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Christian Coalition to returnto principles, president says


WASHINGTON (BP)–The Christian Coalition will return to aprinciple-before-politics focus, abandoning an approach that has harmedthe organization, President Donald Hodel told a Washington newspaper’sstaff.
The organization’s more political approach in recent years hasresulted in an unhealthy identification with the Republican Party, aswell as membership and financial losses, Hodel said at a Jan. 6 meetingwith editors and reporters of The Washington Times, the paper reported.
“It is more important for us to re-establish, without question,that we are focused on our main mission and that we stand on certainbasic values than it is to say we have to win the next election,” Hodelsaid, according to The Times. “If we abandon our philosophy, then we’rejust another political organization trying to win the next election.”
Under the leadership of its former executive director, Ralph Reed,the Christian Coalition had, at times, supported candidates who were notpro-life. It also had gained significant leverage in the RepublicanParty’s primary and platform processes. It provided informal support toBob Dole’s failed 1996 presidential campaign.
Reed resigned last year to form a political consulting group. InJune, Hodel, a cabinet member under President Reagan, was namedpresident, and former Congressman Randy Tate was chosen as executivedirector. Reed had been the coalition’s executive director sincetelevision mogul Pat Robertson founded it in 1989.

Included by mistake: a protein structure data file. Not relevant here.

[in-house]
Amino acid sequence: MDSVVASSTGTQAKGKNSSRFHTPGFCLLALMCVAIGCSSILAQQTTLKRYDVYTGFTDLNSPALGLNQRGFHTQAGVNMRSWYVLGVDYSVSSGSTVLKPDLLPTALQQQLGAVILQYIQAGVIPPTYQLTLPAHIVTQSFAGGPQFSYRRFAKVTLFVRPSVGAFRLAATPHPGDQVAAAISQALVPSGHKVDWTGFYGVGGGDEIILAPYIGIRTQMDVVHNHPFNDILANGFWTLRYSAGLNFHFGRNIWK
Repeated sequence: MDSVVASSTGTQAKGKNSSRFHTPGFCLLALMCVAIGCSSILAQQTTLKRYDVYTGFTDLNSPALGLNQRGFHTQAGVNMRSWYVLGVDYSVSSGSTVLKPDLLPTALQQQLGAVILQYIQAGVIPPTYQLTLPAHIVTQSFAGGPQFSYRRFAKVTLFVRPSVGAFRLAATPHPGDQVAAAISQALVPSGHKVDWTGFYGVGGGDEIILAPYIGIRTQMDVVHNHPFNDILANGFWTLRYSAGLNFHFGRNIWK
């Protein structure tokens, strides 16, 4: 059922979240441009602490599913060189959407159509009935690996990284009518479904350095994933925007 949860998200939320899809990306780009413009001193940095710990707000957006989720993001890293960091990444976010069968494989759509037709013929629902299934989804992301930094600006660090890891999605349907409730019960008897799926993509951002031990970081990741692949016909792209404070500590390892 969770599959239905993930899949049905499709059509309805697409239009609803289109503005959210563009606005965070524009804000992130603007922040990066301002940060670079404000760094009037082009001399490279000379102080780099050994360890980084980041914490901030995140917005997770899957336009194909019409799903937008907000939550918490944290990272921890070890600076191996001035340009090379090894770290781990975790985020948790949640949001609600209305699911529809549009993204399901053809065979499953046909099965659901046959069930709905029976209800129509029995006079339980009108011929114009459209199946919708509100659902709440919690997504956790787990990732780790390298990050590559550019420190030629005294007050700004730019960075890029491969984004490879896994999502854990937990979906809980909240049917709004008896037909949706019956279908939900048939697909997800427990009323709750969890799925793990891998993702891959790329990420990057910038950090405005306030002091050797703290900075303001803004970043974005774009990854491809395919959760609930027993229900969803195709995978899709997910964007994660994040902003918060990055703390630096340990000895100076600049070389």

The Times did not report how many members or dollars theorganization had lost. A Christian Coalition spokesperson said theorganization has 1.9 million members and supporters but said its lossesprimarily were in giving decreases also plaguing similar organizations.
Hodel acknowledged the Christian Coalition had lost some of itsmembers to a new organization, the National Federal of RepublicanAssemblies, because of the coalition’s willingness to compromise inorder to gain influence. To the extent the Christian Coalition wasidentified with the Republican Party, it “has not helped. It has hurtthe Christian Coalition with our constituency,” Hodel said.
The coalition will take a stronger approach toward Republicans andsocial issues, such as homosexuality, Hodel said.
In another change from Reed’s strategy, the organization will seeka lower profile on the national scene while working at the grassrootslevel, Hodel said.
“You can have a lot of influence and not be perceived as having itin Washington,” he said. “A group like ours may in fact have greaterimpact if it is not visible. One of the strengths of a grassrootscampaign is that it doesn’t show up on a radar screen.”
With Reed’s departure, Family Research Council President GaryBauer has moved into the void to become the leading conservativeChristian spokesman in Washington. Bauer started a political actioncommittee only a year ago, and the Campaign for Working Families hasraised $2 million to become the country’s leading pro-family PAC. The CWF says it will support only pro-family, pro-life, pro-free enterprisecandidates.